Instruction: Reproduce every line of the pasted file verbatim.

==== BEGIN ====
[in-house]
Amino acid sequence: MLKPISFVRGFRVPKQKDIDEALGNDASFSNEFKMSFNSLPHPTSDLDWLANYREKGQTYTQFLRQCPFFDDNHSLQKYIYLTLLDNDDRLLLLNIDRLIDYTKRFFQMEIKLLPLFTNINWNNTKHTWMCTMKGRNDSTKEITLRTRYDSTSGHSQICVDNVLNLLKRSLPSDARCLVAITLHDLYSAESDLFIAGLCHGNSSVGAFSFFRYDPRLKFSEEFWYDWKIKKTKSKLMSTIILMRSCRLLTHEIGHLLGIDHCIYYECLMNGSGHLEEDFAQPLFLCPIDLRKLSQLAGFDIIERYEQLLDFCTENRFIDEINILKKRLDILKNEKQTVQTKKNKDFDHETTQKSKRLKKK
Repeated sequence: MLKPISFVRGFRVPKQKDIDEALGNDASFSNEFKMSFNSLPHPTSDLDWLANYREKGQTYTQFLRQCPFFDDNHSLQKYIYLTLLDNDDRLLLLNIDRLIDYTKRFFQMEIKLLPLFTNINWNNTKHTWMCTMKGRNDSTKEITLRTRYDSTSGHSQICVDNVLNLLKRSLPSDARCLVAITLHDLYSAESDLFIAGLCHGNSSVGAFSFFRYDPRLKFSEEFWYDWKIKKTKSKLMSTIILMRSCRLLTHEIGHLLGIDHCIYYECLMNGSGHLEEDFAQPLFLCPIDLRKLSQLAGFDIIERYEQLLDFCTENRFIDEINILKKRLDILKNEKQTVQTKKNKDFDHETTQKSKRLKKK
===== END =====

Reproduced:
[in-house]
Amino acid sequence: MLKPISFVRGFRVPKQKDIDEALGNDASFSNEFKMSFNSLPHPTSDLDWLANYREKGQTYTQFLRQCPFFDDNHSLQKYIYLTLLDNDDRLLLLNIDRLIDYTKRFFQMEIKLLPLFTNINWNNTKHTWMCTMKGRNDSTKEITLRTRYDSTSGHSQICVDNVLNLLKRSLPSDARCLVAITLHDLYSAESDLFIAGLCHGNSSVGAFSFFRYDPRLKFSEEFWYDWKIKKTKSKLMSTIILMRSCRLLTHEIGHLLGIDHCIYYECLMNGSGHLEEDFAQPLFLCPIDLRKLSQLAGFDIIERYEQLLDFCTENRFIDEINILKKRLDILKNEKQTVQTKKNKDFDHETTQKSKRLKKK
Repeated sequence: MLKPISFVRGFRVPKQKDIDEALGNDASFSNEFKMSFNSLPHPTSDLDWLANYREKGQTYTQFLRQCPFFDDNHSLQKYIYLTLLDNDDRLLLLNIDRLIDYTKRFFQMEIKLLPLFTNINWNNTKHTWMCTMKGRNDSTKEITLRTRYDSTSGHSQICVDNVLNLLKRSLPSDARCLVAITLHDLYSAESDLFIAGLCHGNSSVGAFSFFRYDPRLKFSEEFWYDWKIKKTKSKLMSTIILMRSCRLLTHEIGHLLGIDHCIYYECLMNGSGHLEEDFAQPLFLCPIDLRKLSQLAGFDIIERYEQLLDFCTENRFIDEINILKKRLDILKNEKQTVQTKKNKDFDHETTQKSKRLKKK